Using Virginia Historic Tax Credits to Offset the Virginia Bank Franchise Tax

Posted on in Tax

The Federal and Virginia governments subsidize rehabilitations of historically significant buildings. Virginia law specifically allows the Virginia Historic Tax Credit (the “Virginia Credit”) to be used to offset the Virginia Bank Franchise Tax (the “Franchise Tax”). Banks may want to take advantage of this opportunity through becoming investor members in entities rehabilitating buildings, which qualify for the Virginia Credit.

Several years ago, the Virginia Credit ceased to be transferable (able to be sold or otherwise transferred to someone not related to the Project). Now the taxpayer taking the Virginia Credit must be an owner, trust, or estate that (or a member, partner, shareholder of an entity that) owns the Project or leases it for five years or more.

Defining the Virginia Credit:

  • The administrative agency issuing the Virginia Credit is the Department of Historic Resources (“DHR”).
  • The Virginia Credit is 25% of the eligible rehabilitation expenditures.
  • Although Virginia does not have a percentage disqualifier on expenditures made to enlarge an existing building, expenditures related to enlargement are not creditable, and the Developer must be careful that the project remains certifiable as consistent with the Standards of Rehabilitation.
  • DHR requires its own Part 1, 2, and 3 for the Virginia Credit:
    • Part 1 basically describes the building and the overview of the project, and its approval indicates that the building is acceptable;
    • Part 2 is the most time-consuming and should be completed with the aid of an architect experienced in dealing with the nuances of historic rehabilitations. It details the contemplated or completed expenditures, and its approval signifies DHR’s general agreement that the expenditures are consistent with the historic nature of the building. However, it is not a certification; and
    • Part 3 is a certification of the completed work. The DHR’s approval includes a certification of the amount, and a confirmation of the validity of, the Virginia Credit.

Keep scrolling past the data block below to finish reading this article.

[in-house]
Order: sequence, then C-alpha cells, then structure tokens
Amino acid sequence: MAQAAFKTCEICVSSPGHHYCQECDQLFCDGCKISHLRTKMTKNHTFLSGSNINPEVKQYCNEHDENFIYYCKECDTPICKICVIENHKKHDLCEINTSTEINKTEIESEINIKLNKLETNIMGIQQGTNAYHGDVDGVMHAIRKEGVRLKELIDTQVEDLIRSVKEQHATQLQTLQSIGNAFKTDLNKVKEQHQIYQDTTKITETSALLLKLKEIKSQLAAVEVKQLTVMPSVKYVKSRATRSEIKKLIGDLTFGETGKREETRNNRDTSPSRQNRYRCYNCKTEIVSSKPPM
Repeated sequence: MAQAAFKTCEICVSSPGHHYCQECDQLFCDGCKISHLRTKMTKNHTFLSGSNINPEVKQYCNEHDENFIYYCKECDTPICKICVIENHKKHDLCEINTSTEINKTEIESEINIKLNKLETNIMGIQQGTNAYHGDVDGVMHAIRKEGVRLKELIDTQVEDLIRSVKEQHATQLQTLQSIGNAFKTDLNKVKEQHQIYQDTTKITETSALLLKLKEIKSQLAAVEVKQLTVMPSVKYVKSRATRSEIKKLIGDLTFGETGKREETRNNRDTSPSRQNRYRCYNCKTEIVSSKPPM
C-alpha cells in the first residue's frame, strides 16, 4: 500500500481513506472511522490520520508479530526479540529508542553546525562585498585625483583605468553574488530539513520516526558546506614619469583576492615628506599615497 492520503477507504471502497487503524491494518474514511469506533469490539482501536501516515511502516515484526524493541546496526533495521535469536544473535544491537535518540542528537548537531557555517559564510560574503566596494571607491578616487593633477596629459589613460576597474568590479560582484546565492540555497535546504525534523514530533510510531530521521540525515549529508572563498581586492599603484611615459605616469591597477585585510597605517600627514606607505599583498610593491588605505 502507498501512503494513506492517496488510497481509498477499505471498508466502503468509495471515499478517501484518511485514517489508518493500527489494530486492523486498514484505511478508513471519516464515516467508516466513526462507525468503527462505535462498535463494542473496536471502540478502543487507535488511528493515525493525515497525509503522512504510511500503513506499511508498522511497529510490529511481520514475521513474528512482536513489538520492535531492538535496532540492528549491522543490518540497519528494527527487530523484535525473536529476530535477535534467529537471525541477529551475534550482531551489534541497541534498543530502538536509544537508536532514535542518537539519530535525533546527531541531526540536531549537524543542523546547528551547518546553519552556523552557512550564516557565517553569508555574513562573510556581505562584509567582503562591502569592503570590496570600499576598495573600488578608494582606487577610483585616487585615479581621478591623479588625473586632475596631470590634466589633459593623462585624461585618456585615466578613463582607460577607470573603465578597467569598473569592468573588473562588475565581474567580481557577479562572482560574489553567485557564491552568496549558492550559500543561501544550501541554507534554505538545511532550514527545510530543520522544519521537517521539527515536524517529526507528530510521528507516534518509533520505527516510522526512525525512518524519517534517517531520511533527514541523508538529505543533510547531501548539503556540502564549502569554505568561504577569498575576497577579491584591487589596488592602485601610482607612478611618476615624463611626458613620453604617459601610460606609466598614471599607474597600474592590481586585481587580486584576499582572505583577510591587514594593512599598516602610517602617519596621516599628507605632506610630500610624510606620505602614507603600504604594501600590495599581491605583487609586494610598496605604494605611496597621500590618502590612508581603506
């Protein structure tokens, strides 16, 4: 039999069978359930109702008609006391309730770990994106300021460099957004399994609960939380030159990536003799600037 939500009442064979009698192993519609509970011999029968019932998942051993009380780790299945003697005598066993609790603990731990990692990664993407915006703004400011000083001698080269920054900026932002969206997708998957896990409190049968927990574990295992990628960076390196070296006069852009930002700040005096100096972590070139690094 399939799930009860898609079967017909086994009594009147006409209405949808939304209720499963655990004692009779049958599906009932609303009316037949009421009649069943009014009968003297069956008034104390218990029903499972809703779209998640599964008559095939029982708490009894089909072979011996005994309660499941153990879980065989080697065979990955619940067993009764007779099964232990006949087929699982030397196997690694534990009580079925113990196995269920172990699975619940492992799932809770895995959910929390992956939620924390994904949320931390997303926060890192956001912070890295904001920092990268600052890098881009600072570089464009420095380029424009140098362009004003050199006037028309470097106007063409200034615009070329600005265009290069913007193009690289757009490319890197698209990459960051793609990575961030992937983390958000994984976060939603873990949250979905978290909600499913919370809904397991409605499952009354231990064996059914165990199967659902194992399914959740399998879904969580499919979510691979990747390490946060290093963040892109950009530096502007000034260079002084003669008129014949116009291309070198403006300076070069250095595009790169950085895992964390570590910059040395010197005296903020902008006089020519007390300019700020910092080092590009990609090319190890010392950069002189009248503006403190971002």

• Virginia has no recapture, only audit rights, but the Bank as investor must be careful of securing “true partner” status.

Maximizing the Subsidy:

The two major structures are “Master Lease Deals” and “Pass-Thru Deals.”

  • A pass-thru entity completing the rehabilitation or receiving it as the lessee may allocate the Credit, if an LLC, to its tax partners or, if an S corporation, to its shareholder.
    • Because of numerous advantages, a limited liability company (“LLC”) taxed as a partnership is the entity of choice.
    • The recipient of the Virginia Credit should be a partner or shareholder before the end of the tax year the project is completed.
    • Virginia allows its Credit to be allocated any way agreed. Generally, the Bank will have a 1% membership interest.
    • The Bank can carry any unused Virginia Credit forward for 10 years.
    • Virginia has no at-risk or passive loss limitations analogous to those rules that apply to Federal Historic Tax Credits (“FHTC”) allocated to individual and certain corporations.
  • The Virginia Rules also allow the Developer doing the rehabilitation to elect to transfer the Credits to the lessee of the building. Virginia requires the lease term to be five years or more.
  • This structure allows more control of the economics but is complicated.

Disguised Sale Issues: